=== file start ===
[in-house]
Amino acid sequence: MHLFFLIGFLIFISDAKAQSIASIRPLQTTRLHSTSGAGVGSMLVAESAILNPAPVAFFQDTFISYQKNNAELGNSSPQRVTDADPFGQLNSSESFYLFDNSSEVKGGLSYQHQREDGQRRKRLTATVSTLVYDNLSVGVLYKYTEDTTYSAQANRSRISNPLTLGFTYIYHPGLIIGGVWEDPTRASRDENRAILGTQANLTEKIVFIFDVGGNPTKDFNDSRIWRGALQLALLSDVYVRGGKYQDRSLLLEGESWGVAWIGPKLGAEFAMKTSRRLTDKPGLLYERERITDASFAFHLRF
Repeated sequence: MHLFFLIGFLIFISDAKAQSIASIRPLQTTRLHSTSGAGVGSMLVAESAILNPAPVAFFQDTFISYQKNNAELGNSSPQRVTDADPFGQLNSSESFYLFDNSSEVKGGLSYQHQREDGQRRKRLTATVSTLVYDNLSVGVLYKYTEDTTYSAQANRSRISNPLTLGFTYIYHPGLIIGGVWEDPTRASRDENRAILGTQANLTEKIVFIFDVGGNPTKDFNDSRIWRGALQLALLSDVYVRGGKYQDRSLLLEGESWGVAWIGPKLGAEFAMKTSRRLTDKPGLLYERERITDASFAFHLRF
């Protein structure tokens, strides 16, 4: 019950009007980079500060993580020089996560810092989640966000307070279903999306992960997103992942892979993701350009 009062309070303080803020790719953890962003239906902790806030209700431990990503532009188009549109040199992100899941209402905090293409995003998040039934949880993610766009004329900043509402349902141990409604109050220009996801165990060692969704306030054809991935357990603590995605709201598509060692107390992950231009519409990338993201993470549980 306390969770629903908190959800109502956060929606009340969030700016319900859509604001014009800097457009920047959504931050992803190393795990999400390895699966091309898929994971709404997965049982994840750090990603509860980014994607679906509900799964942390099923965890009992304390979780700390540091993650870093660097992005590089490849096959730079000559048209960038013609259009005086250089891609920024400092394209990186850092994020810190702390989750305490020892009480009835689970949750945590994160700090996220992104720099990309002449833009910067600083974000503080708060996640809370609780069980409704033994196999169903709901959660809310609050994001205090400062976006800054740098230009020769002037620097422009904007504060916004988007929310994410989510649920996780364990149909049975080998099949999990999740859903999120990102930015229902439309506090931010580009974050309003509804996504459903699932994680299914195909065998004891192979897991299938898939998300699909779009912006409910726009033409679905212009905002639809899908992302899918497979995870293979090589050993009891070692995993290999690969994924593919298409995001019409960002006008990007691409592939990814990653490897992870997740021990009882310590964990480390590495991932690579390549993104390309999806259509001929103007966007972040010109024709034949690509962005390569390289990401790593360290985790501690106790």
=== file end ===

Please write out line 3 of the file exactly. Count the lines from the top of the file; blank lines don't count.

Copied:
Repeated sequence: MHLFFLIGFLIFISDAKAQSIASIRPLQTTRLHSTSGAGVGSMLVAESAILNPAPVAFFQDTFISYQKNNAELGNSSPQRVTDADPFGQLNSSESFYLFDNSSEVKGGLSYQHQREDGQRRKRLTATVSTLVYDNLSVGVLYKYTEDTTYSAQANRSRISNPLTLGFTYIYHPGLIIGGVWEDPTRASRDENRAILGTQANLTEKIVFIFDVGGNPTKDFNDSRIWRGALQLALLSDVYVRGGKYQDRSLLLEGESWGVAWIGPKLGAEFAMKTSRRLTDKPGLLYERERITDASFAFHLRF